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Yemen conflict Concern over sharp rise in Swiss arms sales to Gulf

bombed building in Yemen after air strike

A Saudi-led coalition has used airstrikes in Yemen as part of its war in support of government forces fighting Iranian backed rebels. 

(Keystone)

Swiss sales of war equipment to Saudi Arabia, Bahrein and the United Arab Emirates (UAE) have risen sharply this year, despite the fact that these countries are involved in the Yemen war, reports the SonntagsZeitung newspaper. 

Between January and September, exports of war materiel to the three countries was worth CHF14.7 million ($14.7 million) compared with only CHF8.4 million in the whole of 2017. This is surprising, says the paper, given that since 2016 the government has adopted a more restrictive policy on such exports to countries involved in the Yemen war.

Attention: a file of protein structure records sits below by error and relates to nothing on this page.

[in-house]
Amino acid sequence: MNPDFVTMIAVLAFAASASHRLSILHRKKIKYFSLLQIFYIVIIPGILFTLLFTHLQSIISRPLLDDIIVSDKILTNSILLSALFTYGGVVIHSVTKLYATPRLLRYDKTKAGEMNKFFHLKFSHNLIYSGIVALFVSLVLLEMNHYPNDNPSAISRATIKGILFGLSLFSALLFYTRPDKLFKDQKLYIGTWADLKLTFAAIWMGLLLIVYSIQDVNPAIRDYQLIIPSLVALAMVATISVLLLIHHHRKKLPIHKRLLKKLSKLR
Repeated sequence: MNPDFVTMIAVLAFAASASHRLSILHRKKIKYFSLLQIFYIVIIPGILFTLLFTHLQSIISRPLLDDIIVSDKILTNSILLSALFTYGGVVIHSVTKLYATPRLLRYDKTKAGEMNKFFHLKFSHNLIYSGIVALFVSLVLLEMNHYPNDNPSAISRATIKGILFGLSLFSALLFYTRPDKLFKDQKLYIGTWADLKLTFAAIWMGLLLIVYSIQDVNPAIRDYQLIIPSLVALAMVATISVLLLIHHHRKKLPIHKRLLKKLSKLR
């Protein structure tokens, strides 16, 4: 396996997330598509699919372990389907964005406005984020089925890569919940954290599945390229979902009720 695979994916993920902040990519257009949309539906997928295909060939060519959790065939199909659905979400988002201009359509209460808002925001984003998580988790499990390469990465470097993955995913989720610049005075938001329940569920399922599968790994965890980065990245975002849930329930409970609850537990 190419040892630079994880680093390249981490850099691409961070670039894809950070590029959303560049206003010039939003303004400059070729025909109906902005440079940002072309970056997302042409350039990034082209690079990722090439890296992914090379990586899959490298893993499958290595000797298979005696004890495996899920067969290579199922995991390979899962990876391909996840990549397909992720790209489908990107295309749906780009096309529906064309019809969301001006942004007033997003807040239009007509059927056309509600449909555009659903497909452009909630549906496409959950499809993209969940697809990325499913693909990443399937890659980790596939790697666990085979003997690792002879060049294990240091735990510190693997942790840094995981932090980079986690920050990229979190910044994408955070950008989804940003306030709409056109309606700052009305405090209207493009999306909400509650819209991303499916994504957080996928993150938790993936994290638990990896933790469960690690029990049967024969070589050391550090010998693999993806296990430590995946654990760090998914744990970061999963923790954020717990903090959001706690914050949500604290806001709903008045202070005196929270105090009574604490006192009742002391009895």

The State Secretariat for Economic Affairs (SECO) told the paper that arms exports were “very volatile” and that a single transaction could account for significant fluctuations. 

Since the Yemen war broke out in 2015, Switzerland has delivered hundreds of guns and weapons to the region, writes the SonntagsZeitung, citing figures it says were verified by SECO. Many of these weapons landed in private hands, but the UAE army also took deliveries. 

This year the government authorised F-5 fighter jet parts that had been repaired in Switzerland to be sent back to Bahrain, according to the article. SECO told the paper it had no indications the F-5s would be used in Yemen, but the SonntagsZeitung says Bahrain has used F-5 planes to carry out attacks in Yemen in the past.   

The Swiss government this week abandoned plans to ease arms exports, following public criticism. It also decided in the wake of the Khashoggi affair not to approve any arms exports to Saudi Arabia until further notice. But the SonntagsZeitung says some centrist and leftwing members of parliament are pushing for exports of war materiel to be stopped to all countries involved in the Yemen conflict. 

The war in Yemen has left some 10,000 people dead, mostly civilians, and caused the world’s worst humanitarian disaster, according to the UN.

swissinfo.ch/jc

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